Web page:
Photo by John Schreiber.
FILE: The Tom Bradley International Terminal at Los Angeles International Airport. Photo by John Schreiber.

Rep. Maxine Waters met Tuesday with officials from Los Angeles International Airport, the city and the county Department of Public Health to discuss Ebola screening and emergency-response protocols, and said she was confident that first-responders are well-prepared to react to a suspected case at the airport.

Waters, D-Los Angeles, requested the meeting last week, saying there is “growing concern in the community about the threat that Ebola poses to public health.”

Following the meeting with a variety of city and health officials, Waters said she was confident that passengers passing through the airport are safe.

“We came together today and we got very, very good information from all of the panelists that participated here today about protocols, information about how they have worked to put together these protocols in a very detailed and determined way,” Waters said. “And so, in talking with some of our community leaders and others who were here today, they basically said that having been here, they felt safer. Of course, there are many, many questions that will be asked, but today we feel that LAX is on it, and they basically understand what needs to be done in order to protect the passengers traveling in and out of this airport.”

In a letter sent last week to Los Angeles World Airports Executive Director Gina Marie Lindsey, Waters wrote that she wanted to ensure the public understands that procedures are “being followed at LAX to protect passengers, employees and the community.”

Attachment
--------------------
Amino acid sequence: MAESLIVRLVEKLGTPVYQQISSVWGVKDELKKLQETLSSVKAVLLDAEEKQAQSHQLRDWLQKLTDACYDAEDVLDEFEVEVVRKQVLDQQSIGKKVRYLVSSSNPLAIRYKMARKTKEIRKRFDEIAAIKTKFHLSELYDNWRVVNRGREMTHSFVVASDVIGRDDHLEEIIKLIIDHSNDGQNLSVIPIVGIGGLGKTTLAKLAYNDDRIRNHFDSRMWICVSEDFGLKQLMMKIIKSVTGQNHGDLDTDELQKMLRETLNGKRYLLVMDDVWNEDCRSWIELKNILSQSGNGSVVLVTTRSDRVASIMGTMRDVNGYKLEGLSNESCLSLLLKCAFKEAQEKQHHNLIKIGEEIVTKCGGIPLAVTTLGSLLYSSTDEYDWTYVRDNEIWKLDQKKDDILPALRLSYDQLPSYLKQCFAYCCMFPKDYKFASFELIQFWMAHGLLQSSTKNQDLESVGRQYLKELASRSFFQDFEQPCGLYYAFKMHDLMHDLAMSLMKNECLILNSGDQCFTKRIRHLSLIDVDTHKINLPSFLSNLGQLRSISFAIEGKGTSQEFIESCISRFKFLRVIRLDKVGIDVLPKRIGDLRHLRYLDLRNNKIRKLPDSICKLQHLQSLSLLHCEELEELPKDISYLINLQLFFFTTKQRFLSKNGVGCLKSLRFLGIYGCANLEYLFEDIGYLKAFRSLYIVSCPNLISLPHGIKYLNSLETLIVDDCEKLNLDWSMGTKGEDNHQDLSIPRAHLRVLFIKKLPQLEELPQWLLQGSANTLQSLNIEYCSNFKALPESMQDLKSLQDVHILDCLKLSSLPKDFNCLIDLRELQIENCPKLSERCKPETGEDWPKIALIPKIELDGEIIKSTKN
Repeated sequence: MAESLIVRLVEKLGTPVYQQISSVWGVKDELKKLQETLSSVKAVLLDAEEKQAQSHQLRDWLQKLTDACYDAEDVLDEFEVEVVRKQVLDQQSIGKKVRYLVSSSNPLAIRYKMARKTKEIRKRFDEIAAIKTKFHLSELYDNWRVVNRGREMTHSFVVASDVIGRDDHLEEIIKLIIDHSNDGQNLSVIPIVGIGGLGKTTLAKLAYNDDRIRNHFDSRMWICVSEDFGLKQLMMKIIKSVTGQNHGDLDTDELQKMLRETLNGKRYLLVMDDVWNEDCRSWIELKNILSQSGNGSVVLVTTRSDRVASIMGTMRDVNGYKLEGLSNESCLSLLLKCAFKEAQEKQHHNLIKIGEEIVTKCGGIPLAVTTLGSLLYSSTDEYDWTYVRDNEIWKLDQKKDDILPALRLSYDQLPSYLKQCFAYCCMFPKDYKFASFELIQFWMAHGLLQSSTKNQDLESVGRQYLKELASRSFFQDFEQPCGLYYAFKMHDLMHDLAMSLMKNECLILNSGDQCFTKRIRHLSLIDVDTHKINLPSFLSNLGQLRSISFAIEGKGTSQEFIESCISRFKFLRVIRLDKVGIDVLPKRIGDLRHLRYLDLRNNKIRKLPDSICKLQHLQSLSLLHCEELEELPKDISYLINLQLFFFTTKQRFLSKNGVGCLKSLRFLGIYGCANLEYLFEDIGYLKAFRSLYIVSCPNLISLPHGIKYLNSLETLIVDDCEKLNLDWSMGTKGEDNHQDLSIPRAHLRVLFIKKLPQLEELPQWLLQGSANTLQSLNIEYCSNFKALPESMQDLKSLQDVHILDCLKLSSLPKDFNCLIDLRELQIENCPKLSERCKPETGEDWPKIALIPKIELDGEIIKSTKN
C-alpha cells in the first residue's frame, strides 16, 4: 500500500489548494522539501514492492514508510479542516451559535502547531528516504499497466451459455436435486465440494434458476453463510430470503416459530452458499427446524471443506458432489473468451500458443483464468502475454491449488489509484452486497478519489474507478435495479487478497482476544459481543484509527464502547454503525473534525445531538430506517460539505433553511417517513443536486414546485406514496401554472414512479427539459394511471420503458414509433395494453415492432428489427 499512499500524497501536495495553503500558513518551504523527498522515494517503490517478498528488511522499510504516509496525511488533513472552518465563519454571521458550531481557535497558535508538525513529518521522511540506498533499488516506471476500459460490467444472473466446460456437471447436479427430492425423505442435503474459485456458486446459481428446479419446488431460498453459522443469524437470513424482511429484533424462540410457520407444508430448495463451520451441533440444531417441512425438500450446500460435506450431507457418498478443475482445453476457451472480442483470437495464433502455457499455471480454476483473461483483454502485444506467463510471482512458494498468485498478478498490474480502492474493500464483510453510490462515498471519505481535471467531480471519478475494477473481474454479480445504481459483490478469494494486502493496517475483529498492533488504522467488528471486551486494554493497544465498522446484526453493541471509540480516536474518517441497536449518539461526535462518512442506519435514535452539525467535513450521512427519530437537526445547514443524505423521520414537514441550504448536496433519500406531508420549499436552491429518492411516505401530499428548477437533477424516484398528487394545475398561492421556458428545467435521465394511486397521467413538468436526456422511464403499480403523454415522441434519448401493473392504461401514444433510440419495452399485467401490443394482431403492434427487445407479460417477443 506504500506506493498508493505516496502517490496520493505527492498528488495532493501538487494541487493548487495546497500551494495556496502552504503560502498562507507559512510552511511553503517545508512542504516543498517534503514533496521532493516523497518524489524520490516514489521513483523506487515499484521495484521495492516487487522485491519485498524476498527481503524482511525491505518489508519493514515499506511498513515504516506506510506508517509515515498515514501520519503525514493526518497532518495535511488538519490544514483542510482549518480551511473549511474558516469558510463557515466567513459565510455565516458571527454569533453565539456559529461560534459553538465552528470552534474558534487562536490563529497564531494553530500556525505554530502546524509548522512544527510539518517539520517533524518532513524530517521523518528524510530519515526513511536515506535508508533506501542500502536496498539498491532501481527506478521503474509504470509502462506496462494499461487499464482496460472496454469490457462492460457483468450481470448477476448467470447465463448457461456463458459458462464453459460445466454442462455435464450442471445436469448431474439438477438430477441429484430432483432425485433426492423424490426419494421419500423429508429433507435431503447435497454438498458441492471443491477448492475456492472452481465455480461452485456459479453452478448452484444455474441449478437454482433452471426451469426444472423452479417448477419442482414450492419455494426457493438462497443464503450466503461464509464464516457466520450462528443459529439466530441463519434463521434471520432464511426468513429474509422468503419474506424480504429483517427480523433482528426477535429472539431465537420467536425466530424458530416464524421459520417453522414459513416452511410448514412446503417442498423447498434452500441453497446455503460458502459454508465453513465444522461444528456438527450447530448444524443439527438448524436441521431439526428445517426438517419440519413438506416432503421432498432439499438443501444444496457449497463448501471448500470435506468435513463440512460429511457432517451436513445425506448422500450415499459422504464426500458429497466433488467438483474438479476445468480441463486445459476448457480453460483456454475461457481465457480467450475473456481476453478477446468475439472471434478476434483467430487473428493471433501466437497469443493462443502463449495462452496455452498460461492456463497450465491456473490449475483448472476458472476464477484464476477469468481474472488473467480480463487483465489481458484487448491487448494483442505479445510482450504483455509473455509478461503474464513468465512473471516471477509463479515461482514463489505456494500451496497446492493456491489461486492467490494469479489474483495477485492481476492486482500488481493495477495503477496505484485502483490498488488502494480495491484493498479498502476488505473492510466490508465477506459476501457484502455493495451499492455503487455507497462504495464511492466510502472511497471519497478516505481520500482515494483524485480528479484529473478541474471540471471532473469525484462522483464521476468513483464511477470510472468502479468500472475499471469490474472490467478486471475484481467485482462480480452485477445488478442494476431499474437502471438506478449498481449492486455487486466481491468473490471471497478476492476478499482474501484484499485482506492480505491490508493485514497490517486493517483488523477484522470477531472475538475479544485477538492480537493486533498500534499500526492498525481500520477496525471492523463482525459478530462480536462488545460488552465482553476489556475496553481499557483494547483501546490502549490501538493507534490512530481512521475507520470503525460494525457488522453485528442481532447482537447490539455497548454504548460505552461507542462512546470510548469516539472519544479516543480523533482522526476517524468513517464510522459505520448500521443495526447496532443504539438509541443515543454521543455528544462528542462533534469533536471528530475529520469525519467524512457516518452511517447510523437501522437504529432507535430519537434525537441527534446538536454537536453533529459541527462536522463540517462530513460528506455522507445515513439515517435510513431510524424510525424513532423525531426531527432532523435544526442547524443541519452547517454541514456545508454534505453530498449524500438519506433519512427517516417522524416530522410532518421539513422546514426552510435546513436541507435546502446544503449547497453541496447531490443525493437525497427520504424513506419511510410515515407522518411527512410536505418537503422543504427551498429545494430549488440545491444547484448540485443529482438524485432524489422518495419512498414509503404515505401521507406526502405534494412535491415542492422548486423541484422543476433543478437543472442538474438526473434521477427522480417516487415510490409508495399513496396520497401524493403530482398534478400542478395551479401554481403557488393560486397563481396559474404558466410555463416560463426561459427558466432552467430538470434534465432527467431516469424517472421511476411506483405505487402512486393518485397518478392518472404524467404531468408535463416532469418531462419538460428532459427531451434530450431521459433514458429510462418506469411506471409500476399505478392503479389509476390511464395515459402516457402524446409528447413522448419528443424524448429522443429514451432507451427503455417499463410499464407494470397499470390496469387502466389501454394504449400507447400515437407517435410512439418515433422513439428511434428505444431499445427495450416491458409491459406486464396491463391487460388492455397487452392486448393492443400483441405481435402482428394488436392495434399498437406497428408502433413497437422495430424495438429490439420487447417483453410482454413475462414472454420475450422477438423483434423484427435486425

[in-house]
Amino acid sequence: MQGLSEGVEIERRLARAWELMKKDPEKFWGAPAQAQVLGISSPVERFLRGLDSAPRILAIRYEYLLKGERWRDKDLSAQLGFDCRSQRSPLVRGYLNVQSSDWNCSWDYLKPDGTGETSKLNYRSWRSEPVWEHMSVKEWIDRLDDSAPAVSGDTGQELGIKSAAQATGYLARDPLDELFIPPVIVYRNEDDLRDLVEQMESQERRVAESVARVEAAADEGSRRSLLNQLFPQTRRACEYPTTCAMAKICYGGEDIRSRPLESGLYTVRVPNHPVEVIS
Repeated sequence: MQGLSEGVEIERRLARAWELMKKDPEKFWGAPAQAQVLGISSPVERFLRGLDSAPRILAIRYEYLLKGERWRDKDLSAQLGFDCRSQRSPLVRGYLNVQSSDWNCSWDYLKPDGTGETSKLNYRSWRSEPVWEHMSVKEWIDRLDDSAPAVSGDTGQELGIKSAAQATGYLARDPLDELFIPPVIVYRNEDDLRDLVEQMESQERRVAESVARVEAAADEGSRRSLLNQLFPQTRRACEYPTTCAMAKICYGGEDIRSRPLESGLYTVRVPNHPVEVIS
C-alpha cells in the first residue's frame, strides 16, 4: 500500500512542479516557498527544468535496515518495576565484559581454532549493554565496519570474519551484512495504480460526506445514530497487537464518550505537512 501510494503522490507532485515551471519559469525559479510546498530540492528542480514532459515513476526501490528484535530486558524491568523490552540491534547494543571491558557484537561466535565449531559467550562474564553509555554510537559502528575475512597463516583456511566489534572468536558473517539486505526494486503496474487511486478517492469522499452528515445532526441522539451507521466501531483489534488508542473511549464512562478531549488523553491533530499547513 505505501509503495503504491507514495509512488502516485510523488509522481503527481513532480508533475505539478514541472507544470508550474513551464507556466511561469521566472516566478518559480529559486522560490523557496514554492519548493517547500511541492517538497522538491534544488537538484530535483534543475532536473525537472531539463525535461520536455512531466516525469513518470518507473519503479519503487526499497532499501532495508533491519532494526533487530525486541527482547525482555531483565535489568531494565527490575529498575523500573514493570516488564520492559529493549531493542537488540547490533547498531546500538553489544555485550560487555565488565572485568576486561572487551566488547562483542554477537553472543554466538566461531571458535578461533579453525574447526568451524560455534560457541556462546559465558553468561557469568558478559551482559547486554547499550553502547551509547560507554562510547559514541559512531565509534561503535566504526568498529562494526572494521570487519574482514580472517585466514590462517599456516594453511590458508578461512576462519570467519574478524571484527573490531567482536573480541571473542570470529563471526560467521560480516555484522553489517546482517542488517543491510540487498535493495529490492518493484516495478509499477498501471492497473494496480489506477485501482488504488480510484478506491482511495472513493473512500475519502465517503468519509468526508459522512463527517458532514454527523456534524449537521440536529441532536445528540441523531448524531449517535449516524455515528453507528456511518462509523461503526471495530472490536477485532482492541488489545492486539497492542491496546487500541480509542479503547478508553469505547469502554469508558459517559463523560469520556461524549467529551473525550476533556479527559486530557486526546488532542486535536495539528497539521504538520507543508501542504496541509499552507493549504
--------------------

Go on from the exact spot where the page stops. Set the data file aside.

She said today that improvements can likely be made in communicating with neighborhoods surrounding the airport.

“I think having met here today, everyone agreed that we will do more to share information and let people know exactly what the protocols are and how it all works,” she said. “We think that, again, having been here today, we’ll have better and stronger communications.”

Federal authorities implemented stepped-up screening of incoming passengers from West Africa at five U.S. airports considered gateways for travelers from the area — O’Hare in Chicago, Kennedy in New York, Dallas International, Hartsfied Jackson in Atlanta and Newark Liberty international. Authorities are also tracking the movements of passengers who may take connecting flights and travel to other destinations.

Los Angeles County health officials said last week they have been notified about several people who have recently returned to the Southland following trips to Ebola-affected areas. Those people are being monitored by health officials.

Health officials stress, however, that there are no suspected or confirmed cases of Ebola in California.

Dr. Marc Eckstein, medical director for the Los Angeles Fire Department, said after the meeting with Waters that first-responders want to ensure the accuracy of information that is relayed from flight attendants and pilots about a potentially sick passenger so appropriate precautions can be taken without needlessly causing a health panic.

He said he wants information “more accurate for the first responders, because historically it’s just a sick passengers an on inbound flight.”

“Obviously we want to minimize having to move the aircraft to a remote terminal,” Eckstein said. “We realize the impact psychologically on all the passengers on that aircraft given the hysteria about Ebola. We want to have an abundance of caution, but we really don’t want to foment hysteria and panic.”

City News Service

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